Insight

Living and working in Belgium – Part II

By Charlie Knight |

At Vine Resources we place telecoms professionals in exclusive roles with some of the biggest operators, vendors and consultancies around the world. This means that we often have opportunities for skilled professionals to live and work abroad. To help you decide whether a country will meet your personal circumstances and requirements, we are putting together a collection of blog posts about living and working in countries that we operate in. 

This blog is the second part in a two part series about living and working in the Netherlands. In this blog we have tried to provide an overview about the legalities and complexities of working in the Netherlands that you should consider before accepting a job. However, it should NOT be considered a complete and irrefutable guide. If you are thinking of working in the Netherlands, you should seek the advice of a tax solutions provider, umbrella company provider or other similar organisation better suited to providing you with a more complete view on how working in the Netherlands will affect you legally and financially.

Tax and legalities

The Netherlands has a great cultural scene and is known for its high standards of living, great infrastructure and stable economy. For these reasons it is a popular choice amongst people looking to live and work abroad but the notoriously high taxes put a lot of people off. Before you disregard the Netherlands however, there are some tax reductions and tax reliefs available for some foreign workers that you should be aware of.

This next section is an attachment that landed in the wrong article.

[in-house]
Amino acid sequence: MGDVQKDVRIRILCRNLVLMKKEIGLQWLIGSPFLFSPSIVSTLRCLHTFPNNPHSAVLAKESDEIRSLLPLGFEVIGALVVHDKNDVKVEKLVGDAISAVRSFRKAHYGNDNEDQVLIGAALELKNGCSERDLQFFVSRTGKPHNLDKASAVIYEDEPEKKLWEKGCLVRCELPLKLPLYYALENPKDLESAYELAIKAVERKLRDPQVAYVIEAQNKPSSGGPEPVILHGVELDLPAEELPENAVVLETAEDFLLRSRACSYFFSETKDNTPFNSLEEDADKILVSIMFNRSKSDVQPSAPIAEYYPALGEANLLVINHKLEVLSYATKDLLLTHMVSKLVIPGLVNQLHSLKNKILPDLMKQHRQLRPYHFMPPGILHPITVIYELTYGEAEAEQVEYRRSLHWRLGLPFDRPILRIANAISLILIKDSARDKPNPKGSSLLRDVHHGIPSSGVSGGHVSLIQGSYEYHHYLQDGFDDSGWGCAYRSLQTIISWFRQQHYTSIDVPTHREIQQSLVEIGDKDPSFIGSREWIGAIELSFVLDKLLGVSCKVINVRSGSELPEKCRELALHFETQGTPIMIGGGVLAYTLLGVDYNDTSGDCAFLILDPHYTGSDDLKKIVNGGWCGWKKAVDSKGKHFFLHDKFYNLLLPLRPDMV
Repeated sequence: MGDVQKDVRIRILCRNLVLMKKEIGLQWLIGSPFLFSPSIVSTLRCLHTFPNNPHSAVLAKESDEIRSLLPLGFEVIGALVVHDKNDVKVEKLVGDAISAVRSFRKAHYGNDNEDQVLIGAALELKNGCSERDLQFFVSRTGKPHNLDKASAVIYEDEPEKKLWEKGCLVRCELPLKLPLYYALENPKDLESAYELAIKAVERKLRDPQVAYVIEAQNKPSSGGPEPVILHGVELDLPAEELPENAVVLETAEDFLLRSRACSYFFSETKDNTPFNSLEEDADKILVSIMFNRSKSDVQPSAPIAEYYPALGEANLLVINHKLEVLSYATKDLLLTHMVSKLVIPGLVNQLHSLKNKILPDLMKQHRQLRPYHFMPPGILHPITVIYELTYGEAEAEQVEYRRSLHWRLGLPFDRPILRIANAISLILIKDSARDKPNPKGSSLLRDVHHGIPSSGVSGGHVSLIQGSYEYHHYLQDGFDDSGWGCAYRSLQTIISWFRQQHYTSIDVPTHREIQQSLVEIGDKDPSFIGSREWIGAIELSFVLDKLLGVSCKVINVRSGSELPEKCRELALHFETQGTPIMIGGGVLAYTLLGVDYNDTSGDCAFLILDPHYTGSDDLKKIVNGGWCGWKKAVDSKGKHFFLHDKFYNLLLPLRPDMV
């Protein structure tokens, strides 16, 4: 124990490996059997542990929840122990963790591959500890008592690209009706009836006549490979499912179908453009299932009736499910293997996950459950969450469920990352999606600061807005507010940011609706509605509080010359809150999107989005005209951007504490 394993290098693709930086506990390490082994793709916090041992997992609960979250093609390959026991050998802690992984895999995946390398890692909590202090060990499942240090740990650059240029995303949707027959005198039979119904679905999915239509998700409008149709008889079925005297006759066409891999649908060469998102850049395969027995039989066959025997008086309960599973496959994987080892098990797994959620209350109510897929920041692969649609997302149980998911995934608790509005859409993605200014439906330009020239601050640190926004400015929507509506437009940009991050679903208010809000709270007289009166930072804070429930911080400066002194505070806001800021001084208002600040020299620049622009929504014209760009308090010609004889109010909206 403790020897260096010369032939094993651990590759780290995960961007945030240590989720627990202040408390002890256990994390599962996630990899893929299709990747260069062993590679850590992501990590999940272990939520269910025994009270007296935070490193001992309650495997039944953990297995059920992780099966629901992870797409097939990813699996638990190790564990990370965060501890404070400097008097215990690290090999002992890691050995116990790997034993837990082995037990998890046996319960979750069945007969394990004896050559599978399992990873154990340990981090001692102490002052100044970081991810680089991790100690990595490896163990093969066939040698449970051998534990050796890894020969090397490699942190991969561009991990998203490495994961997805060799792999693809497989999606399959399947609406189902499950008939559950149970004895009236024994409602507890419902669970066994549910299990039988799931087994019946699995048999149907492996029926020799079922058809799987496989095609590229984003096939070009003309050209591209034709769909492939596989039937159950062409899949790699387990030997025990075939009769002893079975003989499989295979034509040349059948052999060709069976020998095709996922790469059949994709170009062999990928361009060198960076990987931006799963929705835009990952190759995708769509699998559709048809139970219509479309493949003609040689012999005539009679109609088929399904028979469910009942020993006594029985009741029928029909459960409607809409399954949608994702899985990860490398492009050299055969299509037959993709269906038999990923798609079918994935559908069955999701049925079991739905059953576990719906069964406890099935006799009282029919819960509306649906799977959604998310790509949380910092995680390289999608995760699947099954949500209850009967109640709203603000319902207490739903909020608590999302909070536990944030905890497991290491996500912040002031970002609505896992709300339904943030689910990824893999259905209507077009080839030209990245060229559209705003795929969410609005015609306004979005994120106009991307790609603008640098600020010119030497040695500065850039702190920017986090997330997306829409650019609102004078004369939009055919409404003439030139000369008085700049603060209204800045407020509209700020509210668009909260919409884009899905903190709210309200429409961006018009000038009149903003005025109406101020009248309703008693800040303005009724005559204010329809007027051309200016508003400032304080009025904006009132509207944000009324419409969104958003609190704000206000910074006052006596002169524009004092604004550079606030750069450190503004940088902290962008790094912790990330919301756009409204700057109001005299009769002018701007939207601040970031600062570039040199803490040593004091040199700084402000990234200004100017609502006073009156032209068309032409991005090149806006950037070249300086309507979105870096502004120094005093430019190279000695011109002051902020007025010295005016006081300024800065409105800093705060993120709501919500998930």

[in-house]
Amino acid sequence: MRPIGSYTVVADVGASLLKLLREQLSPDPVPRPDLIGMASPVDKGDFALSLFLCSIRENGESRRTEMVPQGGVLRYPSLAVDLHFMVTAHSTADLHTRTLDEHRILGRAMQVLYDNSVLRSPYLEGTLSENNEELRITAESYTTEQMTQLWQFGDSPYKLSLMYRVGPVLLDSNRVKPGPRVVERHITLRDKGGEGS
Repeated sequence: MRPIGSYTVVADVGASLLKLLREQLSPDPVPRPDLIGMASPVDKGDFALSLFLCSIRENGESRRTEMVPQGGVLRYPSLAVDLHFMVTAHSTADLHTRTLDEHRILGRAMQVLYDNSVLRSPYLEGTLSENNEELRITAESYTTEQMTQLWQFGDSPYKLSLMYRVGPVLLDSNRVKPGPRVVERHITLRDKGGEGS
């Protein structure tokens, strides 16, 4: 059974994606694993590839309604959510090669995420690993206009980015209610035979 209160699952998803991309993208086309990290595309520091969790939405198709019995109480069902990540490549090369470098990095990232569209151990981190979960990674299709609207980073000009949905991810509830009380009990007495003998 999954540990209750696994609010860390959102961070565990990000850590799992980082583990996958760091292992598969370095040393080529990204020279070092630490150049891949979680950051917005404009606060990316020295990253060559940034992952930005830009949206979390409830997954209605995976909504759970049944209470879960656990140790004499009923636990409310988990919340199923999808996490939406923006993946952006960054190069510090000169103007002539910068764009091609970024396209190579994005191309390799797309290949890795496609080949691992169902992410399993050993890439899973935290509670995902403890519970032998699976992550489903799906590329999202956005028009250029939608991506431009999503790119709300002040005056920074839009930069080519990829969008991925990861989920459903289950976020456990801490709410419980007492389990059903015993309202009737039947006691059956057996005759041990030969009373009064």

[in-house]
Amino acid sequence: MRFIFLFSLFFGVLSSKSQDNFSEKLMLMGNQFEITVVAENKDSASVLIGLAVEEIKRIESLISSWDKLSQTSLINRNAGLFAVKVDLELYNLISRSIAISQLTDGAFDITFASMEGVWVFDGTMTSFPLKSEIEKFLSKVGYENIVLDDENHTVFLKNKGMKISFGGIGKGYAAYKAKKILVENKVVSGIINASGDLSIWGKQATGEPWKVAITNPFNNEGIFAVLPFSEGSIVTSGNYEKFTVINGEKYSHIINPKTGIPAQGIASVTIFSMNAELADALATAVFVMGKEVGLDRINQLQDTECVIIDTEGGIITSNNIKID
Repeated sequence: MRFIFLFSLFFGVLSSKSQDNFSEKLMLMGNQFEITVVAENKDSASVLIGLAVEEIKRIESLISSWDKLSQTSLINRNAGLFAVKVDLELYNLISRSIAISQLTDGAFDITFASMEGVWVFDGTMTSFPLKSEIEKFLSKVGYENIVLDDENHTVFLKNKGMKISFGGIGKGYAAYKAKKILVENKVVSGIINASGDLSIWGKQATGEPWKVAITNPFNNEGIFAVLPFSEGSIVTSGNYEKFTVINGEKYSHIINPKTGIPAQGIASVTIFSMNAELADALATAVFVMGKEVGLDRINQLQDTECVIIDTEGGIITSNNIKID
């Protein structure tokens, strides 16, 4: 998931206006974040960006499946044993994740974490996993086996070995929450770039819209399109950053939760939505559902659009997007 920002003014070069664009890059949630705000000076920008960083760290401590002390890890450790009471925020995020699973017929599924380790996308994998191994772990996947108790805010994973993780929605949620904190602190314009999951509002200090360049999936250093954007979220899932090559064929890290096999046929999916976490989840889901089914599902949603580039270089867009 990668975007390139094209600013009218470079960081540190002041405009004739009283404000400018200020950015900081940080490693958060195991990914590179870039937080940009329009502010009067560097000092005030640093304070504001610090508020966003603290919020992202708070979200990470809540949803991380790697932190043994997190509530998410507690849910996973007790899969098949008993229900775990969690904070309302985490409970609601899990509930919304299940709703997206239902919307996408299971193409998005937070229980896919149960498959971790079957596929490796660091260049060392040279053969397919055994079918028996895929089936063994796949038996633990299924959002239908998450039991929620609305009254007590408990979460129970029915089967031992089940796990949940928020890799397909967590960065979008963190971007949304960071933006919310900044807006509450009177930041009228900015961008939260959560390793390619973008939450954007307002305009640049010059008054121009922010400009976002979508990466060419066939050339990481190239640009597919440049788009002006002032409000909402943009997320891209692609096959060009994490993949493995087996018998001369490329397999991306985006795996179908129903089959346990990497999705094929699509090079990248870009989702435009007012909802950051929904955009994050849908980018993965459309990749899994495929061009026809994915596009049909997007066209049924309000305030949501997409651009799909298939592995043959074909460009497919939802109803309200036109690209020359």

The 30% ruling

In the Netherlands it is expected that foreign workers are likely to have expenses above and beyond those of native workers. This includes long distance phone calls, managing a property abroad and flights home. For this reason employers can offer skilled foreign employees 30% of their wages tax free. You do not need to provide evidence of expenses up to this value but you can claim for more if you have the necessary documentation.

Unfortunately the 30% ruling is not applicable for all foreign workers. You and your employer will need to meet several conditions to qualify. These include proving you were living in another country before, proving that you as an employee are important to the company and that they could not find someone for the position from the Netherlands.

In addition to the tax reduction, there are other benefits associated with the 30% ruling including being able to change your foreign drivers licence to a Dutch one without redoing the test. To find out if you would be eligible for the 30% ruling and its associated benefits, please contact a tax advisor.

Entry and residency requirements

If you are a British citizen or British subject with the Right of Abode in the United Kingdom, a valid British passport is all you need to gain entry to the Netherlands. You will not require a visa and there is no minimum passport validity. You should however ensure that your passport is valid for the duration of your visit.

If you are an EU citizen and planning to reside in the Netherlands for more than 3 months, you will need to register with the Municipality Administration (GBA) in the area of the Netherlands where you live. To register you will need to provide documentation. For more information on where, how and when you can register, contact the local Town Hall (Gemeentehuis) where you plan to reside.

If you are a non-EU citizen and are planning to stay in the Netherlands for more than 3 months, you need an authorisation for temporary stay known as an MVV (Machtiging tot Voorlopig Verblijf). If you do not need a MVV or have an MVV, you can apply for a residence permit at the local municipal office. To apply for a residence permit you are required:

  • To have a valid passport
  • Not to have a criminal record